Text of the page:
Some Insurance ETFs Showing Signs of Life

When it comes to ETFs tracking financial services stocks, insurance funds can fly under the radar compared to the likes of the Financial Services Select Sector SDPR (NYSE:XLF), the iShares Dow Jones US Financial Sector Index Fund (NYSE:IYF) and related fare.

That does not mean insurance ETFs are not a compelling option for investors. A recent research note published by S&P Capital IQ points out now may be the time to consider an insurance ETF or two.

"A record level of catastrophe losses in the last two years has extracted so-called "excess" capacity from the marketplace, causing rates to rise," S&P Capital IQ said in the note. "We view this as a significant catalyst for the shares of most insurers. Property-casualty insurers completed their second quarter reporting season in mid-August, and for most firms the tone of management's guidance can be best described as one of cautious optimism. Many firms in our coverage universe reported premium price increases between 6% and 9% on both new business and many renewal accounts."

In the note, S&P Capital IQ rates two ETFs Overweight, the iShares Dow Jones U.S. Insurance Index Fund (NYSE:IAK) and the PowerShares KBW Insurance Portfolio (NYSE:KBWI). The PowerShares KBW Insurance Portfolio is not even a year old. The fund debuted last November and has just $2.1 million in assets under management. Volume is light at less than 400 shares per day, but those factors have not held the ETF back. Year-to-date, the fund is up 9.5 percent.

KBWI's top-five holdings are Chubb (NYSE:CB), MetLife (NYSE:MET), Travelers (NYSE:TRV), Aflac (NYSE:AFL) and Prudential (NYSE:PRU).

"A less than robust U.S. economic and labor market recovery and a continued weakening in many European economies will likely impact the demand for insurance and limit the rise in aggregate premium volumes," S&P said. "We think this is particularly true in the more economically sensitive commercial lines portion of the insurance market. Indeed, many firms have reported fairly mediocre year over year growth in written premiums so far in 2012, as firmer premium rates were partly offset by a reduction in demand for many types of insurance."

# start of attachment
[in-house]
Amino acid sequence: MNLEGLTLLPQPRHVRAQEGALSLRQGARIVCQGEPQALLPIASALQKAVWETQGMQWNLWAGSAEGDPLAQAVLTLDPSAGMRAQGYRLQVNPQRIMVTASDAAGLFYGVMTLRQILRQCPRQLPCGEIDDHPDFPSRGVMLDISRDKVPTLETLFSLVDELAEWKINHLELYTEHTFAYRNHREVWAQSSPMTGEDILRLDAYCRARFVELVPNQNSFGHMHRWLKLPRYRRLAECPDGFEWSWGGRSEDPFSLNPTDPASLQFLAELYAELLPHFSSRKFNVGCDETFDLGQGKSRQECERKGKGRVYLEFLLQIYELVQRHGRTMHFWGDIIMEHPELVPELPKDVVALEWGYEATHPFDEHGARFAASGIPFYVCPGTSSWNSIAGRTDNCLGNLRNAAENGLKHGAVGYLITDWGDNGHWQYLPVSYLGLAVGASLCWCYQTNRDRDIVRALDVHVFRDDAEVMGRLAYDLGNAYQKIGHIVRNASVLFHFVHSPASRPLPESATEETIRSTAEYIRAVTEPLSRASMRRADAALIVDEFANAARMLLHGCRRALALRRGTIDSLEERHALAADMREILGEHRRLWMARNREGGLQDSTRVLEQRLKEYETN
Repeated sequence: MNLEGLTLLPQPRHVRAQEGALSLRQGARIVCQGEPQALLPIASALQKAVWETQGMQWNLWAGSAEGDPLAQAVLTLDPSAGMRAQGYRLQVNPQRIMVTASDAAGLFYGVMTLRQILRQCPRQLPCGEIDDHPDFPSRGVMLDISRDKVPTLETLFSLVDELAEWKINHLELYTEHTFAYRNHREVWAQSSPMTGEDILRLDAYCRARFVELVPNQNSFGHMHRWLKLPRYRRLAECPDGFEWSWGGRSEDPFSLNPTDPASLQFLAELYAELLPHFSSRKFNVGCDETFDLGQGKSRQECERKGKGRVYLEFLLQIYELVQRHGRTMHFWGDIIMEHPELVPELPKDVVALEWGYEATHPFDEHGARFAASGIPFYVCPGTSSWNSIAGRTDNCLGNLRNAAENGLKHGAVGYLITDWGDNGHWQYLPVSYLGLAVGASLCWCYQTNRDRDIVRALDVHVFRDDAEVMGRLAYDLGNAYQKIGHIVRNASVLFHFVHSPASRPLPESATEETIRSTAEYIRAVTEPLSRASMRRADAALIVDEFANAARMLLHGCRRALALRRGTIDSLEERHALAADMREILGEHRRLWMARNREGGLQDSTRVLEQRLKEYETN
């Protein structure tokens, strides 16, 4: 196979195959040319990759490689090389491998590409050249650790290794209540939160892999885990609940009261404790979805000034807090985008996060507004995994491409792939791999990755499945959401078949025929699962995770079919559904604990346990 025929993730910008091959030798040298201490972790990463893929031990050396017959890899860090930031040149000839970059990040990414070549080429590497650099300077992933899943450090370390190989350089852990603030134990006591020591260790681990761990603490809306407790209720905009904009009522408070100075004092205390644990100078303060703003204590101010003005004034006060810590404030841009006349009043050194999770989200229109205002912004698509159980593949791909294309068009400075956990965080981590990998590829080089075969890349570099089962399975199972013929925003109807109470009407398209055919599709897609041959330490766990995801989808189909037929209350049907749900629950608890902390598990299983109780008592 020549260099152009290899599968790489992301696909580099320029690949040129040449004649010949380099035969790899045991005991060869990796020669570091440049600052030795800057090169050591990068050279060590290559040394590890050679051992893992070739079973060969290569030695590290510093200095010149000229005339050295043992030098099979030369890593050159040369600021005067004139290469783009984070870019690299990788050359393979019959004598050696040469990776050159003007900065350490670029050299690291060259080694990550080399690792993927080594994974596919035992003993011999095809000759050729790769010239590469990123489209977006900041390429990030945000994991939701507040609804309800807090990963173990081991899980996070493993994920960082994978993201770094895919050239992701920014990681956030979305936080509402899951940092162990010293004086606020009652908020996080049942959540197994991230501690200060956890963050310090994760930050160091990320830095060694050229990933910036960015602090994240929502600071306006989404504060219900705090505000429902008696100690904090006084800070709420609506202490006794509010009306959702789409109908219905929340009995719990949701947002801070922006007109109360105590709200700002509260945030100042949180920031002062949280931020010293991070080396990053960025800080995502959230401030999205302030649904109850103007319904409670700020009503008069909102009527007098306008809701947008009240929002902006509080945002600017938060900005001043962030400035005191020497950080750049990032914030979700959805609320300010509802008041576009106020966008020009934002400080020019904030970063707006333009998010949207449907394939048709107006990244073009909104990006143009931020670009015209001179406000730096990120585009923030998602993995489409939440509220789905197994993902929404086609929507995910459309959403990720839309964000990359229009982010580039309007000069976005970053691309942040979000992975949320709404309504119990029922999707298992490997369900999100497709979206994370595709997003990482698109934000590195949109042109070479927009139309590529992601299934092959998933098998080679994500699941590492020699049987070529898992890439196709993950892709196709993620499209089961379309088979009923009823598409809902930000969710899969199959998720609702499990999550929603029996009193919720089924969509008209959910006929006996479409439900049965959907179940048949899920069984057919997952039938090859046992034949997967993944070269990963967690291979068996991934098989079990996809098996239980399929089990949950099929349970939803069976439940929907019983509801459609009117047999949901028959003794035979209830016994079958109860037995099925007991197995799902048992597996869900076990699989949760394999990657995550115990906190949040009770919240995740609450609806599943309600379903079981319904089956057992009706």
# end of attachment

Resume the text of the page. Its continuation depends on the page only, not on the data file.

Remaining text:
The iShares Dow Jones U.S. Insurance Index Fund also garnered an Overweight rating from S&P. That ETF has $73.6 million in assets under management and is pricier than KBWI. IAK charges 0.47 percent per year while the PowerShares fund charges 0.35 percent.

IAK's top-five holdings include American International Group (NYSE:AIG), MetLife, Travelers, Ace (NYSE:ACE) and Prudential. Year-to-date, IAK has jumped almost 13 percent. Both IAK's and KBWI's year-to-date performances significantly those of financial services ETFs focused on bank stocks. For example, XLF is up 21 percent year-to-date.

There are reasons for the muted upside to this point, but S&P sounds a tone on the two ETFs that is more bullish than bearish.

"Many insurers are also grappling with the effects of a persistently low interest rate environment, which is dampening investment income (a significant revenue component for many insurers)," the research firm said. "Another element of uncertainty that has emerged is the degree to which catastrophe claims and claims from drought -related crop losses will impact insurers' profitability for the remainder of 2012. After its initial forecast of "normal to below normal" levels of storm activity were beginning to look inaccurate, the National Oceanic and Atmospheric Administration (NOAA) recently raised its hurricane season predictions, and now expects a total of 12 to 17 names storms, including five to eight hurricanes (of which two to three could be "major") to occur during the period from June 1 to November 30."

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(c) 2012 Benzinga does not provide investment advice. All rights reserved.